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Beyond the glitter of Desi functions lie women's free labour and not-so-free trauma

Women must meet expectations personally and culturally - and suffer silently

Trigger warning: This piece mentions sexual assault.

 As a child, I attended most family functions at my ancestral home, as is the case with most brown families. I have vivid memories of me and my brother dreading it. As soon as we reached and engaged in the festivities, we were torn from each other. He would hang out with my elder cousins running errands outside, taking women out for shopping and making arrangements, or just roaming outside. 

This is an archetype most brown families follow. Each family function has a clear, almost unsaid distinction between social spaces, roles, and responsibilities. Men can usually be seen making arrangements “outside” the home talking with vendors and handymen. While the women also make arrangements of some kind, their bounds are always “inside” homes.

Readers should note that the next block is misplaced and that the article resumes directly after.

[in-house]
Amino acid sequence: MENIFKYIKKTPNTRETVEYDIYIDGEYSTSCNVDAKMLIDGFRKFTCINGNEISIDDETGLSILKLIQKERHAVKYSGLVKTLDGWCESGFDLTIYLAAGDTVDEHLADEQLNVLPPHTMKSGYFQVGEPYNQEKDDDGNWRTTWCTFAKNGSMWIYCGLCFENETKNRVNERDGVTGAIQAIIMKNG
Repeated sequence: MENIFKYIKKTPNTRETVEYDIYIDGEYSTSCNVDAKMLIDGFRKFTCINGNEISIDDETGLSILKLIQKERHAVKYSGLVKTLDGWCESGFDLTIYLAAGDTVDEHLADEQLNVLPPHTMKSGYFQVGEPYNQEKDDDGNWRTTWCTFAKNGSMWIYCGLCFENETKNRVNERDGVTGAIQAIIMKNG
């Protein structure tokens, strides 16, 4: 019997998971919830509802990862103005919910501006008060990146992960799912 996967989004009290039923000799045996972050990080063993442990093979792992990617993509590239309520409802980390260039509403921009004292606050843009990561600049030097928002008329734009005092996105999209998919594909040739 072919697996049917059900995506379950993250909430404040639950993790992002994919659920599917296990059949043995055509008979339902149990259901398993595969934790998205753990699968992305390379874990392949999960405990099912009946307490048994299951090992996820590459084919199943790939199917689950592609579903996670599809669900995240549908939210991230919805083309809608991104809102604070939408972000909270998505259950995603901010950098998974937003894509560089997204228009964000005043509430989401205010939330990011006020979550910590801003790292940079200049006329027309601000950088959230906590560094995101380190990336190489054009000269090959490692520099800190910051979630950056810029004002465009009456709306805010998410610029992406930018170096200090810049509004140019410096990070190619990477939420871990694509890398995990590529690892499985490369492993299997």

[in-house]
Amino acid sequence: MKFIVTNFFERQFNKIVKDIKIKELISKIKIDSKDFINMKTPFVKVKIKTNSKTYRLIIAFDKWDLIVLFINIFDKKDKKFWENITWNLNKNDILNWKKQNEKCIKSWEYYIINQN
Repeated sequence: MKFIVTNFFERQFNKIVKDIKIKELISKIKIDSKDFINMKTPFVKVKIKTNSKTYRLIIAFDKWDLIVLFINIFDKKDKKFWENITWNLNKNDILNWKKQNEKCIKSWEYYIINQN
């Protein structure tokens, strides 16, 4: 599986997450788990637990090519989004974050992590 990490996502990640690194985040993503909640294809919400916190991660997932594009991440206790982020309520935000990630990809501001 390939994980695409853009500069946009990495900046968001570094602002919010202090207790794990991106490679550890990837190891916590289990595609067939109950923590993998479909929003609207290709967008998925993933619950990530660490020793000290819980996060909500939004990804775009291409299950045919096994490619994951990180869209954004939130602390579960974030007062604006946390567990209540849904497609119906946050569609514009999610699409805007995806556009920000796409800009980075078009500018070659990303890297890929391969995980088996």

The women would sit with elders, take a rundown of the months gone by, and catch up, shuffling relatives and elders of the family, gab about the good, bad, and necessary of life. The conversations are always accompanied by chores of all kinds: peeling peas, sewing flowers, or making jugs after jugs of tea. While these spaces can also be a space for solidarity and bonding from woman to woman - they are often under heavy surveillance.

Tanmay Awasthi, a boarding school teacher and single mother, talks about her experience tackling law and family after the demise of her husband. “I was concerned about what I do and wear at family functions, what would my extended family think and say,” she shares.